ObamaCare=RomneyCare (for nonseniors). RomneyCandidateCare=…

Stuart Altman, Jon Gruber, and John McDonough compare what will happen under a fully-implemented ObamaCare, Massachusetts’ RomneyCare, and what they impishly call “RomneyCandidateCare…”

Families USA released a report today authored by three health policy luminaries: Stuart Altman, Jon Gruber, and John McDonough. They compare what will happen under a fully-implemented ObamaCare, RomneyCare (a fully-implemented national version of the Massachusetts plan enacted under Governor Romney), and what would happen if Romney’s current proposals were enacted instead. The authors impishly call the latter possibility RomneyCandidateCare.
No one should be surprised that RomneyCandidateCare would be a huge step backwards for sick, low-income, and the uninsured. (I’ve written quite a bit about that here, and at www.healthinsurance.org/blog/.)

Throughout the primaries, Romney and every other GOP candidate thundered against ObamaCare. Vice presidential candidate Paul Ryan has called for repeal, along with $800 billion in additional Medicaid cuts over the next decade.

The 2012 Republican platform states: “Congressional Republicans are committed to its repeal; and a Republican President, on the first day in office, will use his legitimate waiver authority under that law to halt its progress and then will sign its repeal.”

Republicans also propose deep Medicaid cuts. Rather than cover 30 million people as ObamaCare would, the Republican platform would actually increase the number of uninsured. The same GOP-base legislators who produced the above platform would be the ones to write the fine print of Republican health reform legislation. We should take this emphatic language very seriously.

Things could have gone differently… Families USA documents the incredible similarities between the original RomneyCare and ObamaCare on every item for which state and federal legislation can be fairly compared. The two policies are at least fraternal twins if not identical ones. Gruber and McDonough should know. Both held important seats at the table in both Romney’s and Obama’s health care reforms. McDonough was Executive Director of Health Care for All, where he played a central role in the original passage of RomneyCare. He was then a Senior Adviser to a key United States Senate committee, where he helped to craft the health insurance expansions in ObamaCare.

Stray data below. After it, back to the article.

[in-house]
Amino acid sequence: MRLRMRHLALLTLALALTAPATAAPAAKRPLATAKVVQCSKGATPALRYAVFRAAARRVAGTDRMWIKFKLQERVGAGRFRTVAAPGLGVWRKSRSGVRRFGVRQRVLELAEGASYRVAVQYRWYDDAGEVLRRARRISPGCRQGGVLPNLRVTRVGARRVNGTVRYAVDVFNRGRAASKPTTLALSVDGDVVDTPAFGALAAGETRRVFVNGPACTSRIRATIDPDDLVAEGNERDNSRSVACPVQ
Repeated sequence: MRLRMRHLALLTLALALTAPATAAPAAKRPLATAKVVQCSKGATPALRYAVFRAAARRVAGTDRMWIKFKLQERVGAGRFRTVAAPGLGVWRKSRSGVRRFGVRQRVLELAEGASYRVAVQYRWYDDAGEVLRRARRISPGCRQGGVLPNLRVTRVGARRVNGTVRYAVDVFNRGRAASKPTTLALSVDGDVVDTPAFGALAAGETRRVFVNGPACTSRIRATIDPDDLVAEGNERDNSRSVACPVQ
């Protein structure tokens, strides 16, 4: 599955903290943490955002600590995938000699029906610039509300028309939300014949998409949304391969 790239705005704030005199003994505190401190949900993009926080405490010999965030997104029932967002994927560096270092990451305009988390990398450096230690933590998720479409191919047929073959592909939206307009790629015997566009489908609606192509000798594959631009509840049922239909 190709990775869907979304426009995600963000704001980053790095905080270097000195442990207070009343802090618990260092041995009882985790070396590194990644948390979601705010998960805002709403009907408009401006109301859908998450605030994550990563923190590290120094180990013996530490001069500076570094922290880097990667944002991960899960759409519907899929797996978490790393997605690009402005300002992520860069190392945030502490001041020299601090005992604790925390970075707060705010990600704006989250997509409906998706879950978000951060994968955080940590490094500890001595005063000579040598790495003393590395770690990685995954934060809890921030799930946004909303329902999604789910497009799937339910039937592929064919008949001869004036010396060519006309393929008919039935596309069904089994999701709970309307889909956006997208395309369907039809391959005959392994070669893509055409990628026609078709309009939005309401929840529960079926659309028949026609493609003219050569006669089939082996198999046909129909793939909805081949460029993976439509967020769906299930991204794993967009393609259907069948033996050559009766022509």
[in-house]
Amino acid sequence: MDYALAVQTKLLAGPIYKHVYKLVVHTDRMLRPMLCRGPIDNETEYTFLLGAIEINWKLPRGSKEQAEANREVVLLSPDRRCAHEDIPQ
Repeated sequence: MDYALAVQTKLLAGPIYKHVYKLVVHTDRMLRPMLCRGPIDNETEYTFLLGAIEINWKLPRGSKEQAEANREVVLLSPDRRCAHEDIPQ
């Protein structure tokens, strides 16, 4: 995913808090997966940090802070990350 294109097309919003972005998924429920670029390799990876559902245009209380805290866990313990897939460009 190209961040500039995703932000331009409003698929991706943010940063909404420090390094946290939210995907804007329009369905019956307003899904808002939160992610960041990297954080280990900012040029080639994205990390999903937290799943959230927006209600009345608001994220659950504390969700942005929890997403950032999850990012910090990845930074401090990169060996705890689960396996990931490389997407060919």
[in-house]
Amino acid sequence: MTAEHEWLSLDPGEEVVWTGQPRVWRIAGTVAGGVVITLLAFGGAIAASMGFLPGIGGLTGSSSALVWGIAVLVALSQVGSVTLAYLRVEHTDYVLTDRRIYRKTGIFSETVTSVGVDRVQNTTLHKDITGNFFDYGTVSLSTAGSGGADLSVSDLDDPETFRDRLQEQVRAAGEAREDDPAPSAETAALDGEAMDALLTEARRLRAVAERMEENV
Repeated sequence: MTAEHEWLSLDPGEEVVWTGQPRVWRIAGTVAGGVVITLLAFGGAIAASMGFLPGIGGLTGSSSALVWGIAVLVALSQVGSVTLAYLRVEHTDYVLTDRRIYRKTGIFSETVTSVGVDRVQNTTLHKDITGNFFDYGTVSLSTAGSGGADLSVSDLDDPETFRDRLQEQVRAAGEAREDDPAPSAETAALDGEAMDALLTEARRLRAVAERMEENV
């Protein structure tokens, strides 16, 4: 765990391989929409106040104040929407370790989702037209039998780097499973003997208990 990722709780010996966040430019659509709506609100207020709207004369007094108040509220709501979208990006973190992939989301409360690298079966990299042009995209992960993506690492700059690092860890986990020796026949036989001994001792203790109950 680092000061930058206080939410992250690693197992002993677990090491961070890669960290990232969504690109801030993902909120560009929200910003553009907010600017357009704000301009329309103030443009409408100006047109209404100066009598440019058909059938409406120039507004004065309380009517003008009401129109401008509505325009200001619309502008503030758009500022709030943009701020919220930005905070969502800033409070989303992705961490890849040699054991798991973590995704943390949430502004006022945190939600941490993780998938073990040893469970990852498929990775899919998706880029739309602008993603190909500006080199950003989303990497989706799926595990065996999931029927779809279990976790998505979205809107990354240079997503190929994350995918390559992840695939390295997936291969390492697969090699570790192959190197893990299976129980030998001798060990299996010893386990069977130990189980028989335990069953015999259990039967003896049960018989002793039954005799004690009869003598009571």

For both reforms, Jonathan Gruber was responsible for much of the detailed statistical work to estimate how many people would be covered, and at what cost. (He’s a leading health economist at MIT. He has even written a graphic novel about health reform.) For Families USA, Gruber ran the numbers on what RomneyCare would look like if it were implemented on a national scale. Below is Table 1 of the results:

As you can see, RomneyCare and ObamaCare would cover almost exactly the same number of uninsured Americans. RomneyCare was actually more generous on some measures.

Families USA’s account of RomneyCandidateCare is inherently more speculative, because candidate Romney has sent so many mixed signals regarding what he would actually do. In effect, Families USA analyzes the effect of a policy that would repeal ObamaCare while providing new tax deductions to help people buy insurance on the individual and small-group market.